However long your SCA journey has been so far, you must have heard and experienced the importance of writing SCABs. And you must have felt worn down by the end of the term.

To help out with that, I’m going to encourage you, during this Christmas break, to do some SCABs for mental health… but differently.

Let’s S.C.A.B. – (Scream. Cry. Ache. Breathe.)


The SCA is a home for both introverts and extroverts. One is bottling things up more than the other, but both are guilty of it.

Juggling many briefs at the same time, while constantly swapping partners can cause a lot of stress and frustration.

Your partner didn’t do any work even though they swore by it? There’s a new brief scheduled for days when you’re working?

You followed one mentor’s advice, and then right before the deadline, another mentor hates it?

We’ve all experienced this or something similar. Going forwards, it can eat away at you from the inside. There’s way more coming and we need to let this bunch out.

I encourage you to go someplace where you won’t disturb anyone and take a few minutes to SCREAM. Rage all over! Marc won’t hear you!


It’s about all the good and all the bad. The SCA can take over your mind very quickly, and suddenly it’s all about survival. It’s all about now, this new brief and that. It’s easy to forget about the bigger picture. Think about your goals, about why you wanted to get here, how happy you were when it happened, how big of a job Marc’s 11 tasks were, how you didn’t know how to make a video, how now it’s still hard but you know you can do it, how much things you’ve created since the very start, how your perception changed and your gut sense heightened. Reflect on your reflections, how they’ve changed.

We’ve just started our journey, but we’ve already come a long way. So many times you felt like it’s too much, like you don’t belong, like an imposter. Think about all the achievements and all the things that keep haunting you at night. Release them. Let them go.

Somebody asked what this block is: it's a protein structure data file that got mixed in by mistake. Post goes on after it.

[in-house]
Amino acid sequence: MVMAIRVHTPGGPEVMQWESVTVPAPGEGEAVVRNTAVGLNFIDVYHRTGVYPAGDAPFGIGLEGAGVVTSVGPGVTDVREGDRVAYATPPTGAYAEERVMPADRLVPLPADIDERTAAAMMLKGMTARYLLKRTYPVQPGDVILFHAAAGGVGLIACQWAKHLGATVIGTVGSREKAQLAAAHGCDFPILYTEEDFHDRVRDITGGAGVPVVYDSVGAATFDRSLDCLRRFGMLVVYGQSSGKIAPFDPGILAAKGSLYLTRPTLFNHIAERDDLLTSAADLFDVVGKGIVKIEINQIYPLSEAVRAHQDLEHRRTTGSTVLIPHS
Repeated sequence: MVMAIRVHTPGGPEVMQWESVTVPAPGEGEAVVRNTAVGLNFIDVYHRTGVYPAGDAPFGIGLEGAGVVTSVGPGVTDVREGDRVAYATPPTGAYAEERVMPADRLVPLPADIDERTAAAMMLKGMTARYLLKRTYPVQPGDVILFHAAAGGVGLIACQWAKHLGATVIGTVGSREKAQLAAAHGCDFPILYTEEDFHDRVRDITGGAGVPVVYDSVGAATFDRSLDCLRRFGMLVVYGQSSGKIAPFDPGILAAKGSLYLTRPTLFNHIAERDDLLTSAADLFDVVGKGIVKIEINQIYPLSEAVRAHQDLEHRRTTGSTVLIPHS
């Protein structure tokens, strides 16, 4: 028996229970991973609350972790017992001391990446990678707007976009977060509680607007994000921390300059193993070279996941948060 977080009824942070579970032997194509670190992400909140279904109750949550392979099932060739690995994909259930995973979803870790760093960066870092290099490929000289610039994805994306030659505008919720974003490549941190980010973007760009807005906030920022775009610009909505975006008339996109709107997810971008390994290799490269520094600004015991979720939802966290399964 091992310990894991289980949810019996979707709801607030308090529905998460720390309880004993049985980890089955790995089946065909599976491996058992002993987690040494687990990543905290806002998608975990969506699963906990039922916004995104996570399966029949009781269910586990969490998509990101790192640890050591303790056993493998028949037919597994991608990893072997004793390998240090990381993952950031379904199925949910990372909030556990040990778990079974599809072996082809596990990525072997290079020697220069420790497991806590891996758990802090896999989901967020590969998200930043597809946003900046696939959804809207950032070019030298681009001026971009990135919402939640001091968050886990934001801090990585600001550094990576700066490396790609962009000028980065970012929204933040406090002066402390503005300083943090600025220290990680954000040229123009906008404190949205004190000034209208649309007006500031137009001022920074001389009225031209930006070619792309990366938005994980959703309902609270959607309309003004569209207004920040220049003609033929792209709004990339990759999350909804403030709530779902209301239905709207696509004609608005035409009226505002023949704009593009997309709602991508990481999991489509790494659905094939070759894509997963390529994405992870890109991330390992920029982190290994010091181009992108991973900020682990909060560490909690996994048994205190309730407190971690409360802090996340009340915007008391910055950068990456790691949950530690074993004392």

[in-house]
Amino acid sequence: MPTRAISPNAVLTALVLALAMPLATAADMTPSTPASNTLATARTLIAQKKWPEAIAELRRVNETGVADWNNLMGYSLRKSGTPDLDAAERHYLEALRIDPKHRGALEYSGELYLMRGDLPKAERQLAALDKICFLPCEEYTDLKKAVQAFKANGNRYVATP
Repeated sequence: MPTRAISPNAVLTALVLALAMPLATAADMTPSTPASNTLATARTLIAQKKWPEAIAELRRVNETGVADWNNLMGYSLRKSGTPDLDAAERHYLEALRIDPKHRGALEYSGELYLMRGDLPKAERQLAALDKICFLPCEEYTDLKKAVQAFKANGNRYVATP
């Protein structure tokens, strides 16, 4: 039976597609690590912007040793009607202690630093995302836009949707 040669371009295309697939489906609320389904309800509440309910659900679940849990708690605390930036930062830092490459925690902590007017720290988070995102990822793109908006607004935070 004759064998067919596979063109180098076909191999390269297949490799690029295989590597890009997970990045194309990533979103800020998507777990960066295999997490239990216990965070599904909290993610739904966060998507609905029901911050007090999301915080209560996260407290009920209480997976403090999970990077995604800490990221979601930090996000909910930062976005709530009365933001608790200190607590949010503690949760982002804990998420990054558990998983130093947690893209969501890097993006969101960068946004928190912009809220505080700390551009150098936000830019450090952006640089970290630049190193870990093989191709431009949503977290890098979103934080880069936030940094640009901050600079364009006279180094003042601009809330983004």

The SCA is a great gym. For your brain. Not body. How many hours a day do you spend sitting? Probably close to 9.  Or more, especially if you’re online. Global studies show we sit for 7.7 hours per day on average, and some estimate people sit for up to 15 hours per day.

It’s hard to stop working when you’re feeling the pressure. Many of us had a gym schedule that got ruined. But it’s important to move our wrecked bodies! Even a little!

You don’t have to be an athlete to put on some comfortable clothes and run in any direction for the next 15 minutes. It will be hard at the start, so don’t focus on speed. Just make sure you’re moving forwards.

The SCA stimulates our intellectual side. It brings up emotions. But it doesn’t make us feel anything but sore buttocks physically.

A quick run as many times a week as you can will make you feel your muscles, leaving your body aching in a good way.


The SCA feels a lot like a race. A fast-paced environment makes us stressed, agitated, and anxious. I cannot count how many times I felt overwhelmed, and probably you have too. What is important to understand is that, although the SCA moves fast, there’s still miles and miles to go. It’s a marathon. We need to make sure that we can take it all for the long run. Meditation and other mindfulness exercises are great and work for some people. But if you don’t like them, or you’re struggling for time, small things can help too. Just take a deep breath when things are heating up, after a long day of work, before a big presentation. Also, make sure to ventilate the room that you work in to air your head better.

The average person can hold their breath for


By practicing those out throughout the Christmas break, you’ll clean your plate, get ready and excited for the next round.


Related SCABs

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